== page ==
5. All tertiary care admissions, except in cases of emergencies, should happen only through the primary care center and preferably the first referral unit in the CHC. While this may be difficult to enforce, a variety of different approaches may have to be adopted to gradually internalize this approach among all the public and private stakeholders.
6. It may be difficult to put the insurance genie back in the bottle. The next best option is to consolidate all the public insurance schemes offered to different categories of people under one umbrella, with a basic insurance plan and different types of top-ups, including those which provide premium care. Like in the continental Europe, the basic plan should be community-rated, cover a very basic set of high-incidence catastrophic medical conditions and no more, and have the same premium across insurers within a region. Private insurers should also offer this basic plan and at the same terms. They would be allowed to differentiate based on the top-ups and the quality of their services.
7. The government, jointly with the private insurance agencies, should negotiate the annual price schedules of care providers and diagnostic services on a regional basis. This price schedule would be applicable for all government and private insurance and for any other contracting of services (like with CGHS). It would be a matter of debate as to whether the fee schedule should become the price standard for all categories of consumers as would be the case in a completely regulated market.
8. The public tertiary care facilities should be strengthened with more facilities, greater cleanliness and responsiveness, and better management. Since such institutions are only a handful in each state, the state governments should take it up as a mission to bring them up to the standards of the best private hospital in the region. Patients under public insurance or being subsidized for their health care should be discouraged from visiting tertiary care facilities for simple secondary care treatments. Apart from providing affordable and accessible care for the poor, strong public tertiary care facilities are essential to keep private providers honest.
9. In an environment where government hospitals are badly managed and discourage even those who cannot afford private hospitals, allowing insured citizens to choose their hospital is certain to further enfeeble public facilities. In the circumstances, there may be only two options. One, public insurance schemes can mandate that patients go to private facilities only in case the same treatment is not available at the public facility and on referral by the tertiary care facility (or on pre-authorization by the TPA). Two, the personnel delivering the care in the public facility should be incentivized with a share of the payments. It is not clear as to which of the two alternatives may work and a light-touch mix of both may be necessary.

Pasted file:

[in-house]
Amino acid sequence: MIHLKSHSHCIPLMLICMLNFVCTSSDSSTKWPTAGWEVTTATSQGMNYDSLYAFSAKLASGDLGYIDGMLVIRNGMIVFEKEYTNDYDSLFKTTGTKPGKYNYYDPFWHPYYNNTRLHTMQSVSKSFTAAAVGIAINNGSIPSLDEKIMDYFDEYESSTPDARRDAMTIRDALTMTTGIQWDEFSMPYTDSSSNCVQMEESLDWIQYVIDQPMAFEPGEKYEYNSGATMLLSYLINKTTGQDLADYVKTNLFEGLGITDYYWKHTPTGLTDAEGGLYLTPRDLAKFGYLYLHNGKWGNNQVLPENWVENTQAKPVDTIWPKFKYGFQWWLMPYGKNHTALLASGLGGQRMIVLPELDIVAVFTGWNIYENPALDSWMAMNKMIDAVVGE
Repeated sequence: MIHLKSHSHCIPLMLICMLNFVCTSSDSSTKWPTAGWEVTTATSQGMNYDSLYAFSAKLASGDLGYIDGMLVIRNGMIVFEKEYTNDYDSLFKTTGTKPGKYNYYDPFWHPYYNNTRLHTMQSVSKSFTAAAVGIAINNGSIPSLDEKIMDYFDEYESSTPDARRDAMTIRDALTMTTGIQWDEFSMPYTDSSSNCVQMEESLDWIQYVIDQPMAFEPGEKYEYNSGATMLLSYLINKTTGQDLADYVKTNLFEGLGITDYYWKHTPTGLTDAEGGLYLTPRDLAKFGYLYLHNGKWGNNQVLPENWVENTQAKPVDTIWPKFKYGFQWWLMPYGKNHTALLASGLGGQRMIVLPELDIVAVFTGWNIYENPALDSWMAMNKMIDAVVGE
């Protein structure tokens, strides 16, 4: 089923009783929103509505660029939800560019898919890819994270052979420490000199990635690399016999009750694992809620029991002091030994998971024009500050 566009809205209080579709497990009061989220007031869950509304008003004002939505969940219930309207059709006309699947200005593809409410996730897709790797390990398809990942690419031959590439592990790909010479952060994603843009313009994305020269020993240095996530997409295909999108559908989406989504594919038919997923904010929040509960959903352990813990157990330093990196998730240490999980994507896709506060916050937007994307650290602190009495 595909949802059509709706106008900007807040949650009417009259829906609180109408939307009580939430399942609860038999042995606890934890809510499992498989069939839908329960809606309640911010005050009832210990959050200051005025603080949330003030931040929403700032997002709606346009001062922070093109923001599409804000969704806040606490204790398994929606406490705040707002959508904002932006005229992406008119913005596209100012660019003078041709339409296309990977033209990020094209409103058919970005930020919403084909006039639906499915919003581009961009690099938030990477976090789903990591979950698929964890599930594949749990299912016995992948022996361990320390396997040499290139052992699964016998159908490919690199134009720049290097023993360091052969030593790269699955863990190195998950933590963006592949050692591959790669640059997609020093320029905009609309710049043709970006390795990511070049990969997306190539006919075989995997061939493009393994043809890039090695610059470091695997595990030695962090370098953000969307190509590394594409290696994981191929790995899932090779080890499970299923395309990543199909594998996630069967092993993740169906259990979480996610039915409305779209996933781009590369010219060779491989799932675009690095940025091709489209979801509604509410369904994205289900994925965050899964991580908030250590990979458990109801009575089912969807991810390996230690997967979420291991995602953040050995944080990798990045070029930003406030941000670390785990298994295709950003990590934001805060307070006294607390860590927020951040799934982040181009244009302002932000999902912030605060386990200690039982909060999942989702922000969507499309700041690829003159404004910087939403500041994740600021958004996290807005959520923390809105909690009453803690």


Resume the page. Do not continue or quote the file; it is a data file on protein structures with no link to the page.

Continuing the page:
10. Finally, districts should be allowed to innovate to implement the components of this plan. The Government of India should offer a menu of interventions to improve health care service delivery - electronic medical records of all medical transactions in public facilities, strengthening of the rogi kalyan samitis at the PHC level, initiatives to make public facilities more attractive for patients, integration of the LTFQ care providers, rating of private providers and so on. The district may commit to the implementation of a clearly defined action plan consisting of some of these interventions and corresponding outcomes and enter into a 3-5 year MoU with the state National Health Mission Society. In return, the district should be encouraged with an incremental share of the NHM allocations. This strategy should not be forced upon all districts. In fact, only a handful of self-selected districts in each state should experiment with it, and based on their learnings, the strategy should be gradually expanded to cover others. Apart from closely monitoring and refining the programs, the state and central governments should encourage competition among those districts in the achievement of their action plans.
Now, it would be impossible to implement all these components in a one-size-fits-all mode across the country on a mission mode. It is just too complex. For sure, many of these reforms would struggle to pass the test of political acceptability and seriously strain the administrative bandwidth for effective implementation. Greater program flexibility would certainly lead to failures and scams. Dfferent parts of the country, even parts of the state, will progress at different pace in implementation. But given the enormity of the challenge, this may be the only way to initiate a process which could, potentially, over a long time frame, atleast stand a reasonable chance of getting us to the destination.